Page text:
Moffat on Stenport, 'Lukas Moodysson's Show Me Love'

Anna Westerståhl Stenport
Kate Moffat

Anna Westerståhl Stenport. Lukas Moodysson's Show Me Love. Seattle: University of Washington Press, 2012. 232 pp. $25.00 (paper), ISBN 978-0-295-99180-1.

Reviewed by Kate Moffat Published on H-Skand (October, 2016) Commissioned by Kyle Frackman

Moffat on Stenport, Lukas Moodysson's Show Me Love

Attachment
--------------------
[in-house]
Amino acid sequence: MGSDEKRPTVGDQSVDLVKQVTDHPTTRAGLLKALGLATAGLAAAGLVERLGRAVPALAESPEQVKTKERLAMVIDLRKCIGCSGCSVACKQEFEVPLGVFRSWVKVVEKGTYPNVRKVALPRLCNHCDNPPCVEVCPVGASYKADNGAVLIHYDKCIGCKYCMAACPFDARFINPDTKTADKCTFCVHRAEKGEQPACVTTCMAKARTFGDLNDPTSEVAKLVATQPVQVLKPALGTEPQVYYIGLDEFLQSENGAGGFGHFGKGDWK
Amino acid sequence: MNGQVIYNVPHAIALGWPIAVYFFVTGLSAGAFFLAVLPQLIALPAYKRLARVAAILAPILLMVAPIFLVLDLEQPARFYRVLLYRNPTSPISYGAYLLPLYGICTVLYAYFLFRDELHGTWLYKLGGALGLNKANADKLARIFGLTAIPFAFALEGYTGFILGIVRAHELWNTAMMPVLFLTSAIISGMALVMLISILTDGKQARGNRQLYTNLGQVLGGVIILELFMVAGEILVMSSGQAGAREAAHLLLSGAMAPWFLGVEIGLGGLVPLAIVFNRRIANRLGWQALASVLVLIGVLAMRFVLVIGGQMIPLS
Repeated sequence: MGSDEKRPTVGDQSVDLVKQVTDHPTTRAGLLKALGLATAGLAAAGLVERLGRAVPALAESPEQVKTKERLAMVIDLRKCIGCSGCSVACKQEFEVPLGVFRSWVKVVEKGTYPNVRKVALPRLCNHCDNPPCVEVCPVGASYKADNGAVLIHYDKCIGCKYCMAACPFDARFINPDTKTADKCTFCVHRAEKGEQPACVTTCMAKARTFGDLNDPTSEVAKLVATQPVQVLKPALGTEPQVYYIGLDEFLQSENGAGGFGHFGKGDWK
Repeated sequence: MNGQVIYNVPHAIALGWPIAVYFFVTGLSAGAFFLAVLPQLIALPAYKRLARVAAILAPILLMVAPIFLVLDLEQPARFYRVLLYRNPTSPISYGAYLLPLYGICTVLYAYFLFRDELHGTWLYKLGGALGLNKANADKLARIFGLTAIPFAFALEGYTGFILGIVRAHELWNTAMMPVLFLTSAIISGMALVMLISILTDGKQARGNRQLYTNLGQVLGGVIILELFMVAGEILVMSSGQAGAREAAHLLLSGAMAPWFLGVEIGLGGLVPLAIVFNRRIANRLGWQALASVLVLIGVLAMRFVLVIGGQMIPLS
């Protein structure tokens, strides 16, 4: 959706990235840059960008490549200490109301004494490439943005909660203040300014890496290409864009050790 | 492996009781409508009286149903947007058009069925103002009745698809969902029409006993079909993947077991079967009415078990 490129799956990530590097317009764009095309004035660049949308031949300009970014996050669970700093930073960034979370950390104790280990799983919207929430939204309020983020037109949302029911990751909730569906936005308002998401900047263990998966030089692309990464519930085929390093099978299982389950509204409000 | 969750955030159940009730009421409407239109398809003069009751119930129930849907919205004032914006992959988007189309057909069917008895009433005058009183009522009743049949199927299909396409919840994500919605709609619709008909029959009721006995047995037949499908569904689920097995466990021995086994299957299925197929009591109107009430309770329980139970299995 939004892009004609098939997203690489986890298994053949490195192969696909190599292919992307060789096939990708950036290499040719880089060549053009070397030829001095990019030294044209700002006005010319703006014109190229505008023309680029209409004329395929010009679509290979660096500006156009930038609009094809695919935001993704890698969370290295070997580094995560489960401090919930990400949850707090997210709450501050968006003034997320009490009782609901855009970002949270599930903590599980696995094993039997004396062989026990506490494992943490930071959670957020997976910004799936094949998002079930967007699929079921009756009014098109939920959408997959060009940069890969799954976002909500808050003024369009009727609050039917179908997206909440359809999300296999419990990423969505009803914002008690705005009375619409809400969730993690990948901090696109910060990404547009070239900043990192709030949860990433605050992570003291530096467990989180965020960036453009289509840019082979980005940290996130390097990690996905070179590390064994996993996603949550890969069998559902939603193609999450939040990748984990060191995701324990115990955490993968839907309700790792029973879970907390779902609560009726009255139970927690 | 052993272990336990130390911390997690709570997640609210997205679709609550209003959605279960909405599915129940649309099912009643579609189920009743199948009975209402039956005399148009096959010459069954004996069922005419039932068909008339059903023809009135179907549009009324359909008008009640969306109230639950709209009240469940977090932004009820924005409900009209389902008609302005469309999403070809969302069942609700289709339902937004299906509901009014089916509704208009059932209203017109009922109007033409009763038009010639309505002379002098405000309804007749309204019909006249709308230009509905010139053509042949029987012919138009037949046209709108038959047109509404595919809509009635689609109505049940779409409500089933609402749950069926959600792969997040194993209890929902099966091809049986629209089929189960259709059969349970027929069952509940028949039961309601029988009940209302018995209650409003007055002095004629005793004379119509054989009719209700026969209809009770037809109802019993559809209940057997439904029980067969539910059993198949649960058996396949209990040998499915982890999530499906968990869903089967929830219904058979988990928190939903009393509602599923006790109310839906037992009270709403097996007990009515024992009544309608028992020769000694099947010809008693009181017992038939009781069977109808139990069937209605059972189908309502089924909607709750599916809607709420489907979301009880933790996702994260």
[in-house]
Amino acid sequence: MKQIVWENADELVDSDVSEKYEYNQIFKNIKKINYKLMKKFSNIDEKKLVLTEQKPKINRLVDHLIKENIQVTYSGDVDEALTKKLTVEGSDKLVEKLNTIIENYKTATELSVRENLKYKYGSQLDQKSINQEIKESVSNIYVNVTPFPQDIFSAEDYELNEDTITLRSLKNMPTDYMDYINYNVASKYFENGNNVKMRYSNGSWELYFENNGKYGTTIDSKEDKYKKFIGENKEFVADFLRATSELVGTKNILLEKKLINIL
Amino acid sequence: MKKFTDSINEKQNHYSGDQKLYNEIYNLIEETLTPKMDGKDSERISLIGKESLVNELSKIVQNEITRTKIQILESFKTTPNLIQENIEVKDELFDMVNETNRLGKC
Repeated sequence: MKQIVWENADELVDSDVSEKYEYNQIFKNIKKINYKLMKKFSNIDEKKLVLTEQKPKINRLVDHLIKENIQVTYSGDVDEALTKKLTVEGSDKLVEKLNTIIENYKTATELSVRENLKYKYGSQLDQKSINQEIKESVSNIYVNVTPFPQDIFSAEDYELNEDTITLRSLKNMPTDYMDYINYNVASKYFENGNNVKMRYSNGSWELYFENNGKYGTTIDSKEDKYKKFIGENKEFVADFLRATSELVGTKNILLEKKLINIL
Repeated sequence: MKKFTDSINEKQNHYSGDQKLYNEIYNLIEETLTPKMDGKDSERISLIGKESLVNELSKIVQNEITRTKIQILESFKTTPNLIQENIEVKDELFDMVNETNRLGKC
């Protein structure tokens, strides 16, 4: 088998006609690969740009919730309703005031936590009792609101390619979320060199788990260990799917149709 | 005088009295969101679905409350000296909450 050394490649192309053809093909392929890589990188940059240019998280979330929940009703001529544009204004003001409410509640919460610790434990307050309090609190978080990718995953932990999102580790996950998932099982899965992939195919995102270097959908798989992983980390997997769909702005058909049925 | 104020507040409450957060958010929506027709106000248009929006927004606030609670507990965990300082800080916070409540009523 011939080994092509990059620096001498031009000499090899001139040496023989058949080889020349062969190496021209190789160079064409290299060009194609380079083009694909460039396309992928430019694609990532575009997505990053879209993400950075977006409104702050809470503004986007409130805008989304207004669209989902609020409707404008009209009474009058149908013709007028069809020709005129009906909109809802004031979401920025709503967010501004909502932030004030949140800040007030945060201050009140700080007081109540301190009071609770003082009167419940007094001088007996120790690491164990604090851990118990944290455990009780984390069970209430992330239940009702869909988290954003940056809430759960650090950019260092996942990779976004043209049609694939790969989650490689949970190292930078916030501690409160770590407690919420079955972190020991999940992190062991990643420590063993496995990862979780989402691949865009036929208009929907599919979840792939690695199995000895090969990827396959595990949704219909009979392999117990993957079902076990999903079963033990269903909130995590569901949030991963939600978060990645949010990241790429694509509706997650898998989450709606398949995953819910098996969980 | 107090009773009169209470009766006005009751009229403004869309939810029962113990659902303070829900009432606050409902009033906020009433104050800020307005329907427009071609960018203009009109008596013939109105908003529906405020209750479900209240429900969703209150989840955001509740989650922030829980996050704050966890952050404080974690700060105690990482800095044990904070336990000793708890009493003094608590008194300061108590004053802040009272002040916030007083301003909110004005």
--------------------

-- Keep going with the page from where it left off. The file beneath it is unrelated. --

Lukas Moodysson’s Show Me Love (released in Sweden as Fucking Åmål) was a ground-breaking Swedish film released in October 1998. On the surface, the film and its phenomenal success captured the zeitgeist of 1990s Sweden, appearing to embrace and celebrate queer culture in an affirmative, coming-of-age format. Following Swedish cinema’s preoccupation with heritage and costume dramas, Show Me Love marked a refreshing change. Against the backdrop of an ordinary Swedish high school, the story follows social outcast Agnes (Rebecca Liljeberg) who lusts after beautiful and popular fellow student Elin (Alexandra Dahlström). As the two girls embark on a tentative friendship (that later gives way to love), the film casts a critical eye over "conventional" social values in small-town Sweden, particularly regarding gender and sexual identity. The film also challenged established cinematic boundaries, such as that of the male gaze and the limited subject positions of female leads. Show Me Love launched Moodysson’s directorial career and established him as one of the most eminently respected filmmakers in contemporary Swedish cinema. However, Moodysson is also a controversial figure and his relationship with the Swedish film industry is complex. Anna Westerståhl Stenport’s exploration of Show Me Love is part of the Nordic Film Classics collection, a series of monographs providing a focused, in-depth analysis of some of the most pioneering and culturally significant films to emerge from the Nordic region. Stenport’s contribution to the series positions Moodysson’s film in multiple contexts and engages with all aspects of the filmmaking process. This is the first extensive contribution to the literature on Moodysson and his career. In highlighting Moodysson’s quest for authenticity, she brings forward the themes of gender, sexuality, and location. The book critically approaches ethical inconsistencies in Moodysson's work, echoing his shifting moral stance towards the subjects in his films. Moodysson has carried this contradictory sentiment throughout his career. The technicalities of his shooting style and the significance of his location choices all play a critical role. His handling of political and religious issues are never clear-cut, and there is often no clear moral direction or take-home message. In fact, part of Moodysson’s intended authenticity lies in the way he deliberately distorts any such simplified readings.